A: It's best to try natural remedies -- like eating plenty of small bland meals throughout the day, sucking on ginger candy, or drinking peppermint tea -- before turning to medication to ease your symptoms. But if nothing else seems to help, you certainly don't have to suffer.
Many pregnant women use medication to manage their morning sickness, especially if the nausea and vomiting are making it tough to work or get through the day. Your doctor may also put you on medication if you're so sick that you're losing too much weight or if he or she suspects you have hyperemesis gravidarum. Women with this more serious, but very rare, kind of morning sickness literally can't keep anything down, including water, prenatal vitamins, or medication. (Some women with hyperemesis gravidarum end up in the hospital, but they usually go on to have healthy babies.)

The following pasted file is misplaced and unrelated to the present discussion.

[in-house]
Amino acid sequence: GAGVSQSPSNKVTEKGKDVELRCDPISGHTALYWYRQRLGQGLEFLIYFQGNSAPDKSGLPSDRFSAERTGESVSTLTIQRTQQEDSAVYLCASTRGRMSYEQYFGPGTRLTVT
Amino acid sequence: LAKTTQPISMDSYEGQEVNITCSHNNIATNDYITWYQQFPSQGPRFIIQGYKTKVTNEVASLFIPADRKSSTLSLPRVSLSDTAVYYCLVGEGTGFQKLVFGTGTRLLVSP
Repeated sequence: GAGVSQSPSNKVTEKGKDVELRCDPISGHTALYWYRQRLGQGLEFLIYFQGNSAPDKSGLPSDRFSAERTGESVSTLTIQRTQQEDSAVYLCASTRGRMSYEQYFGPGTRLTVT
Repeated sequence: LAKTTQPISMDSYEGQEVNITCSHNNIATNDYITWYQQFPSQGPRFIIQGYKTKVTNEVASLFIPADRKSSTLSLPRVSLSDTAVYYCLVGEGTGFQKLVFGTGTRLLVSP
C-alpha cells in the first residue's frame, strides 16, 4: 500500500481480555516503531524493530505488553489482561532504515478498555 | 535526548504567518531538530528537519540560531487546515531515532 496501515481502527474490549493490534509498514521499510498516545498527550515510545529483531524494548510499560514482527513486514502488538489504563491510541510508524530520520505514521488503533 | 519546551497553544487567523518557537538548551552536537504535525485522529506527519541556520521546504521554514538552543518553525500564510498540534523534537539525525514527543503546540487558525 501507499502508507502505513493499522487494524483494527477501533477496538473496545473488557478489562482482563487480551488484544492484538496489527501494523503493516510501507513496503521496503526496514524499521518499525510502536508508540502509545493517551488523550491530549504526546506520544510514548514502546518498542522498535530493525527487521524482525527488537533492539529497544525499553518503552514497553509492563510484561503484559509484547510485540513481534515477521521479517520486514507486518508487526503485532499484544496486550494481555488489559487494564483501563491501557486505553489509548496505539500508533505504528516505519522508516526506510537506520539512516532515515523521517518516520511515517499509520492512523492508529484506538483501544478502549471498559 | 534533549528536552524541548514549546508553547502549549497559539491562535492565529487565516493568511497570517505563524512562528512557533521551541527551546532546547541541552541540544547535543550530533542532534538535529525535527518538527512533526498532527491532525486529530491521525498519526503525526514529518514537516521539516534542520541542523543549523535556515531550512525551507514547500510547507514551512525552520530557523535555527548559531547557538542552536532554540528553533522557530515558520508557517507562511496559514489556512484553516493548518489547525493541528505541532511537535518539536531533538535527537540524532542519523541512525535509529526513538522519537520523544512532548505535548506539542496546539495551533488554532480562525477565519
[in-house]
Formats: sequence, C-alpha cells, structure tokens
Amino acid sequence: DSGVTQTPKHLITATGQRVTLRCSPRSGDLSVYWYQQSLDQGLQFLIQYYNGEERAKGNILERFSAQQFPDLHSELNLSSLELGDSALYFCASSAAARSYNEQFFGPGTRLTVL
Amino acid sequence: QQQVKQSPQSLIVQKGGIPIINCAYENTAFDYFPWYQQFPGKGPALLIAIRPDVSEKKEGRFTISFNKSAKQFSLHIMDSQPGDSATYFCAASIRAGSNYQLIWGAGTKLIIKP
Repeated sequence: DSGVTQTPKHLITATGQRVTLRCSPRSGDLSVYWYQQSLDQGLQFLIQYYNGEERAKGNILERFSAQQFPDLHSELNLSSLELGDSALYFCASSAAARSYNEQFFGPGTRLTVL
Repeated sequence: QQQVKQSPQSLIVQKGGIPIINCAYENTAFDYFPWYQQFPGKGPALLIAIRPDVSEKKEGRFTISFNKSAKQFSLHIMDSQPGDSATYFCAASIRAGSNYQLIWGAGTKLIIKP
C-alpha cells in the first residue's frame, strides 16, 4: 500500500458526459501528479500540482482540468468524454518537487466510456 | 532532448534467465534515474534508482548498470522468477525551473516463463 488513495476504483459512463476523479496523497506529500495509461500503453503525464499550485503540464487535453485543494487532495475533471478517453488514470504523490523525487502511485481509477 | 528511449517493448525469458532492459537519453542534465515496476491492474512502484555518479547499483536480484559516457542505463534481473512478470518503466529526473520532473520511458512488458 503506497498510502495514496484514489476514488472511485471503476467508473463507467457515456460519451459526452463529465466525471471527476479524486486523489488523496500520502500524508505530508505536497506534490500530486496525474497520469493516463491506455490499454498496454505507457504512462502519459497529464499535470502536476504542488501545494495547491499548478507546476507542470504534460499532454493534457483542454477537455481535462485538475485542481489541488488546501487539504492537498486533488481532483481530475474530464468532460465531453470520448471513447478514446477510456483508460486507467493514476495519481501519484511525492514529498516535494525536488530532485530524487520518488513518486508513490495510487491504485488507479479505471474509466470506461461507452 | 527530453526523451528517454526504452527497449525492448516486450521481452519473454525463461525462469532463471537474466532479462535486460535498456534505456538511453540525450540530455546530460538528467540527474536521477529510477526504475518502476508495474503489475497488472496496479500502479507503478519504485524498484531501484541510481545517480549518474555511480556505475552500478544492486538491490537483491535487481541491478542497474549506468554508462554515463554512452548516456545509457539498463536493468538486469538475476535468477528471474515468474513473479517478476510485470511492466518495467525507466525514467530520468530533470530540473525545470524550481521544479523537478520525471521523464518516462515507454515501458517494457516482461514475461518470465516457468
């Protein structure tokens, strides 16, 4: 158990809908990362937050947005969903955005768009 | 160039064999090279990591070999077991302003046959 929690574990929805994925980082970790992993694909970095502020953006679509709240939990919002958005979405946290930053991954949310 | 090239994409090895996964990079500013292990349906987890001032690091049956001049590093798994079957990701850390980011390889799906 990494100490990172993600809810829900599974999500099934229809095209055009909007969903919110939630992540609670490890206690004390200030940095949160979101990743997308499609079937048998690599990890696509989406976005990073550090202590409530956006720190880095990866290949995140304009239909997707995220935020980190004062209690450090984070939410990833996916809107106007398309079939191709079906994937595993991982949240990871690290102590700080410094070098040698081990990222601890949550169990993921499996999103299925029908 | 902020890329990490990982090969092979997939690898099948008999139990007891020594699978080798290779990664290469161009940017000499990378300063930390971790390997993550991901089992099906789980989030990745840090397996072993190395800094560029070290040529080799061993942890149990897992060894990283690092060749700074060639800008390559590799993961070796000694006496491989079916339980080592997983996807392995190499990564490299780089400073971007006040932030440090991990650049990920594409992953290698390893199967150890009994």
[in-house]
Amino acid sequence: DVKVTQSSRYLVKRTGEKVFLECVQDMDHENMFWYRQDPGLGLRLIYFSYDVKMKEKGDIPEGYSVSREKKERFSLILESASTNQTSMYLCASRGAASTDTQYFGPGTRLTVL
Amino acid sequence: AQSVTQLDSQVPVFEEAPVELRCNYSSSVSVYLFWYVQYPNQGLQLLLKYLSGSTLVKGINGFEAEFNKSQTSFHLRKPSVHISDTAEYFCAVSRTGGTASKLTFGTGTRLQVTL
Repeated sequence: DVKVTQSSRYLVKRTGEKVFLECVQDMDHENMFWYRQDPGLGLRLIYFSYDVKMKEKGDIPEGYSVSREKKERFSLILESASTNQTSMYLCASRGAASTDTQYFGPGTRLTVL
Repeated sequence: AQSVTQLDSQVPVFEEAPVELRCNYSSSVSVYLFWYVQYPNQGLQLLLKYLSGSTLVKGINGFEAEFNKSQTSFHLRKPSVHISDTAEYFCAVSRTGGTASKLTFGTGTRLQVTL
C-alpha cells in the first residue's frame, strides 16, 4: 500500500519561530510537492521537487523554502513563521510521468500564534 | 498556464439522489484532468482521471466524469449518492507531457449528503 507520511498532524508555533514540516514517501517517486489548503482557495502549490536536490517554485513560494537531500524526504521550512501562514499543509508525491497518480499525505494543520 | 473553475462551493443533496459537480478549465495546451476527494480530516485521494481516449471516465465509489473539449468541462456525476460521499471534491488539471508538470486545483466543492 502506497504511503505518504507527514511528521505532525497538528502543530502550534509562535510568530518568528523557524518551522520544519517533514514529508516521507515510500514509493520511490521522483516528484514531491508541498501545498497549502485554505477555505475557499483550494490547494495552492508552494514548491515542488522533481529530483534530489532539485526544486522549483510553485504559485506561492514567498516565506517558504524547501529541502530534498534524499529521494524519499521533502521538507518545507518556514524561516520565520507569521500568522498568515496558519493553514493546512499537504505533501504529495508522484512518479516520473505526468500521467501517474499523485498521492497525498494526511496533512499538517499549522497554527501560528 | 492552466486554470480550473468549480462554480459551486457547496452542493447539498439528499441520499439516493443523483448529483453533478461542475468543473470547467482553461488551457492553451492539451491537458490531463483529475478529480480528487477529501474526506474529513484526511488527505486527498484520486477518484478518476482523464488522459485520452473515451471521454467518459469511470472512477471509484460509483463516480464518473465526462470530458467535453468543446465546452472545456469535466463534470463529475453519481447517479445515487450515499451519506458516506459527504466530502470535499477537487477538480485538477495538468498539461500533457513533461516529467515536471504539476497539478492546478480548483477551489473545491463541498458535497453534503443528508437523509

The two most popular drugs used to treat morning sickness are Zofran and Reglan, and they require a prescription from your doctor. However, they can be costly (not all insurance companies cover them) and don't work for every woman. When taken regularly, vitamin B6 has been shown to relieve nausea, but ask your doctor for the proper dose, as taking too much can cause numbness or nerve damage and may harm your baby.
If nausea and vomiting keep you up at night (since morning sickness doesn't just happen in the morning), consider over-the-counter antihistamines or Unisom Nighttime Sleep-Aid to help soothe symptoms, both of which may help your stomach and make you sleep better. But as with any medication, make sure to check with your doctor before taking anything during pregnancy.